Do incentives work? Option-based compensation and corporate innovation
Brian Blank () and
Journal of Corporate Finance, 2019, vol. 58, issue C, 415-430
Numerous scholars have investigated the link between option-based compensation and innovation in public firms, generally concluding options motivate innovative activities better than alternative compensation methods. In most studies, the evidence of causality is weak or suffers from econometric concerns, leading to questions regarding the conclusions. We use the implementation of FAS 123R as a quasi-natural experiment to explore the role option compensation has in incentivizing innovation. FAS 123R increased the cost of granting options as compensation, resulting in a plausibly exogenous shift away from options. Using an updated sample of patent applications, we do not observe any decline in innovation. Despite a similar empirical design, our results differ from those of Mao and Zhang (2018), due to truncation bias inherent in their patent data. Overall, using our updated data, our findings are inconsistent with conclusions from prior studies and suggest option-based compensation does not drive innovation.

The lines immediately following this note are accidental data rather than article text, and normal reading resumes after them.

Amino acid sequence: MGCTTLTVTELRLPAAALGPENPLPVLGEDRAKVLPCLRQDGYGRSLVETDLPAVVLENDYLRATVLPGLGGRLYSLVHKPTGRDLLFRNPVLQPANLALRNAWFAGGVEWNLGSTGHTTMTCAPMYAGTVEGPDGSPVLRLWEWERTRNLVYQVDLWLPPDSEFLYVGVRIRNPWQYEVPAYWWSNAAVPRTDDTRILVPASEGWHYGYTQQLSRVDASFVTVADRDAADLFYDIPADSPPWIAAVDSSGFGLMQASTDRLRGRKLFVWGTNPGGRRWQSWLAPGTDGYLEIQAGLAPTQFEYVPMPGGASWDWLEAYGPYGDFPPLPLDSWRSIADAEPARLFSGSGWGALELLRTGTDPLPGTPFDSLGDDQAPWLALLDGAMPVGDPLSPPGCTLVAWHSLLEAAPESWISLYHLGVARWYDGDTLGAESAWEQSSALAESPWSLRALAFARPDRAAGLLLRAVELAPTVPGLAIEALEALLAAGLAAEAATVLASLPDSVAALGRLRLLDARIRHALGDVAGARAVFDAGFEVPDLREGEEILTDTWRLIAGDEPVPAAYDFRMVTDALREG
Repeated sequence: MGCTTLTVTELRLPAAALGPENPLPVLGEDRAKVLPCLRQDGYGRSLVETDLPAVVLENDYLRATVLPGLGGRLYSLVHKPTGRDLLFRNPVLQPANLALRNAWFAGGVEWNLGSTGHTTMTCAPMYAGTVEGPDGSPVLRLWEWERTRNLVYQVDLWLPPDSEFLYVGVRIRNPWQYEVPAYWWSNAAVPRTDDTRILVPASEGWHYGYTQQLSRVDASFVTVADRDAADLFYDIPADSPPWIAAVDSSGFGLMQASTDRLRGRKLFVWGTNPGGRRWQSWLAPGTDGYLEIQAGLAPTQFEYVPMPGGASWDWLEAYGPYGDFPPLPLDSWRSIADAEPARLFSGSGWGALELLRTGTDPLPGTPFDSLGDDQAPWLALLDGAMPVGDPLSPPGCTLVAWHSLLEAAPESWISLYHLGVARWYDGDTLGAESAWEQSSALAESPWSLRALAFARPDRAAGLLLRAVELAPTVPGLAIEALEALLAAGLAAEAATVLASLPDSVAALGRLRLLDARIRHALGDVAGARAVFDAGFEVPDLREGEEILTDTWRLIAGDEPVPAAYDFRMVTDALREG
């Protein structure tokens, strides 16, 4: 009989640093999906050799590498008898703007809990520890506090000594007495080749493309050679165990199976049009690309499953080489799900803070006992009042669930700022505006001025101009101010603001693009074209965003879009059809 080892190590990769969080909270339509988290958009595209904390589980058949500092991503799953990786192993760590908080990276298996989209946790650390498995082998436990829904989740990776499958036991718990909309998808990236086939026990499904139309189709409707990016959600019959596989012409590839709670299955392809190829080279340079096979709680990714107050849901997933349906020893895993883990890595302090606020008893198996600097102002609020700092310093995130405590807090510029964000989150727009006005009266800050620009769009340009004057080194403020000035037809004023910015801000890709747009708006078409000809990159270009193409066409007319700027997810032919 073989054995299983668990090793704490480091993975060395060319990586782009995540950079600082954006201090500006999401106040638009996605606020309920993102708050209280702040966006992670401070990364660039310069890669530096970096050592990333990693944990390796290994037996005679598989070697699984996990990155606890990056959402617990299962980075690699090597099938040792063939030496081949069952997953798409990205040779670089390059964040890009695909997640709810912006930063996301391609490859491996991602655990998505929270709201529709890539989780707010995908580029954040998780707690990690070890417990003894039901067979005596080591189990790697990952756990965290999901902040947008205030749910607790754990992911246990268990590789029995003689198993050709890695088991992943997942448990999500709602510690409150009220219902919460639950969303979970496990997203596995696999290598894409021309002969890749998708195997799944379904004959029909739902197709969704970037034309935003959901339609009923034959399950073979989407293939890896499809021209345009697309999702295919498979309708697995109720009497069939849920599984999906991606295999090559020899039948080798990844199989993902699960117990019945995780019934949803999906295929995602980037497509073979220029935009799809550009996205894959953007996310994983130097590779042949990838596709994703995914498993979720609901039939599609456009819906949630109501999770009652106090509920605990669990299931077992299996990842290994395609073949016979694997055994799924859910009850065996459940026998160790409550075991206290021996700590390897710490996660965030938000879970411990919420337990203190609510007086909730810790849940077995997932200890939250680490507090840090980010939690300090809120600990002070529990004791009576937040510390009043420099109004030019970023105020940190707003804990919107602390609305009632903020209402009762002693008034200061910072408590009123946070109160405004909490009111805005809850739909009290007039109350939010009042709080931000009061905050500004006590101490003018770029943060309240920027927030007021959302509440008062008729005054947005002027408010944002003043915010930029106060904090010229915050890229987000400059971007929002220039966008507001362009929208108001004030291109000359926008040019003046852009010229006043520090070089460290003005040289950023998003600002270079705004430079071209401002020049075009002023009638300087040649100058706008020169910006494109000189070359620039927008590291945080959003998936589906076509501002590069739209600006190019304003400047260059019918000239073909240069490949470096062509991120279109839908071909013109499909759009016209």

Keywords: Corporate innovation; Employee incentives; Intellectual property; Truncation bias (search for similar items in EconPapers)
JEL-codes: G38 J33 K22 L29 M52 O31 (search for similar items in EconPapers)
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Persistent link: https://EconPapers.repec.org/RePEc:eee:corfin:v:58:y:2019:i:c:p:415-430
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